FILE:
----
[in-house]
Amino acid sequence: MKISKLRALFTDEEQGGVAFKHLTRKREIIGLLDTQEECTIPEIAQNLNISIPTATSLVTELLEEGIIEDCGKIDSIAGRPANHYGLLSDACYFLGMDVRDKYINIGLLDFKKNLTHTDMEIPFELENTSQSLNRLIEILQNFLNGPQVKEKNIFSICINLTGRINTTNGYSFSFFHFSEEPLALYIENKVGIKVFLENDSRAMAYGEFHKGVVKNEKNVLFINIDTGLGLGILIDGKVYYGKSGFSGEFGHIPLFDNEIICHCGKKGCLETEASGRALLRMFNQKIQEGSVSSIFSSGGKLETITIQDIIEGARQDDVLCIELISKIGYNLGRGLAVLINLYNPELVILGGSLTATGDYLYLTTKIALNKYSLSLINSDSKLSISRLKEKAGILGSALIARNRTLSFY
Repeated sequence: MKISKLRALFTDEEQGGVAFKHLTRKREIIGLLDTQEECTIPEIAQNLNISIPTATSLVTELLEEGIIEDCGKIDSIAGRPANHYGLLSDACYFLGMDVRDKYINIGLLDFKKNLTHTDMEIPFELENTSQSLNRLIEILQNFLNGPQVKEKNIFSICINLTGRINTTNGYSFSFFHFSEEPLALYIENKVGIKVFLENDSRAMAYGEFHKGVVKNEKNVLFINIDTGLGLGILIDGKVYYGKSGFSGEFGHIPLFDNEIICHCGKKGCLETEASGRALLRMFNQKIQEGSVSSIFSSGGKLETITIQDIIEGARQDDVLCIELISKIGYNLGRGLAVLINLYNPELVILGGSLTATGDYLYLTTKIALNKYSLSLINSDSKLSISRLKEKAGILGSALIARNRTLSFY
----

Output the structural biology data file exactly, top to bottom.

[in-house]
Amino acid sequence: MKISKLRALFTDEEQGGVAFKHLTRKREIIGLLDTQEECTIPEIAQNLNISIPTATSLVTELLEEGIIEDCGKIDSIAGRPANHYGLLSDACYFLGMDVRDKYINIGLLDFKKNLTHTDMEIPFELENTSQSLNRLIEILQNFLNGPQVKEKNIFSICINLTGRINTTNGYSFSFFHFSEEPLALYIENKVGIKVFLENDSRAMAYGEFHKGVVKNEKNVLFINIDTGLGLGILIDGKVYYGKSGFSGEFGHIPLFDNEIICHCGKKGCLETEASGRALLRMFNQKIQEGSVSSIFSSGGKLETITIQDIIEGARQDDVLCIELISKIGYNLGRGLAVLINLYNPELVILGGSLTATGDYLYLTTKIALNKYSLSLINSDSKLSISRLKEKAGILGSALIARNRTLSFY
Repeated sequence: MKISKLRALFTDEEQGGVAFKHLTRKREIIGLLDTQEECTIPEIAQNLNISIPTATSLVTELLEEGIIEDCGKIDSIAGRPANHYGLLSDACYFLGMDVRDKYINIGLLDFKKNLTHTDMEIPFELENTSQSLNRLIEILQNFLNGPQVKEKNIFSICINLTGRINTTNGYSFSFFHFSEEPLALYIENKVGIKVFLENDSRAMAYGEFHKGVVKNEKNVLFINIDTGLGLGILIDGKVYYGKSGFSGEFGHIPLFDNEIICHCGKKGCLETEASGRALLRMFNQKIQEGSVSSIFSSGGKLETITIQDIIEGARQDDVLCIELISKIGYNLGRGLAVLINLYNPELVILGGSLTATGDYLYLTTKIALNKYSLSLINSDSKLSISRLKEKAGILGSALIARNRTLSFY